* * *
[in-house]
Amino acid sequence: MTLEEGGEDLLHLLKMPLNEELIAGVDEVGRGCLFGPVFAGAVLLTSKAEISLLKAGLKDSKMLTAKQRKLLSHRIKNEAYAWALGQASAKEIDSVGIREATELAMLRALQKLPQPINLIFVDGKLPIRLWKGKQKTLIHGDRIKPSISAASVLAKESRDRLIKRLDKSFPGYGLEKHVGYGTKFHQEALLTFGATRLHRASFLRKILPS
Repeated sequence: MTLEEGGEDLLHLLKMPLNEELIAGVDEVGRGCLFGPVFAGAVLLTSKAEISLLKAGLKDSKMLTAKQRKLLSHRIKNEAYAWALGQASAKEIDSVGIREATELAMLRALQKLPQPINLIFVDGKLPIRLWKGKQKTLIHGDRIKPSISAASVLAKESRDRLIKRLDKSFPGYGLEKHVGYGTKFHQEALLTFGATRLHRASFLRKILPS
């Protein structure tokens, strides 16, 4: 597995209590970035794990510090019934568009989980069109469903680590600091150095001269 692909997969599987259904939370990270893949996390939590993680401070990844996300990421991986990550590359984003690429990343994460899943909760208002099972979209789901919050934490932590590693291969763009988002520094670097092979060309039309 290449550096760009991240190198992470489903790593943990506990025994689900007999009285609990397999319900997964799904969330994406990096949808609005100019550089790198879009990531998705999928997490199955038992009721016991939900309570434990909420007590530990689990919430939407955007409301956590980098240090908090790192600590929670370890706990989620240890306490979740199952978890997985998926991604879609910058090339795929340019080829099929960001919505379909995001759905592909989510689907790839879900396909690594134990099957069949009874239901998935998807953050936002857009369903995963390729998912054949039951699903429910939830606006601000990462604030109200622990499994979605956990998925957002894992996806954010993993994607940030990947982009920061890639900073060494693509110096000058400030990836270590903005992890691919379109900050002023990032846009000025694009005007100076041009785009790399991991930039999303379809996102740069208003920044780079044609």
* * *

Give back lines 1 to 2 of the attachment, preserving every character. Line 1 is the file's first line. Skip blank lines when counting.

[in-house]
Amino acid sequence: MTLEEGGEDLLHLLKMPLNEELIAGVDEVGRGCLFGPVFAGAVLLTSKAEISLLKAGLKDSKMLTAKQRKLLSHRIKNEAYAWALGQASAKEIDSVGIREATELAMLRALQKLPQPINLIFVDGKLPIRLWKGKQKTLIHGDRIKPSISAASVLAKESRDRLIKRLDKSFPGYGLEKHVGYGTKFHQEALLTFGATRLHRASFLRKILPS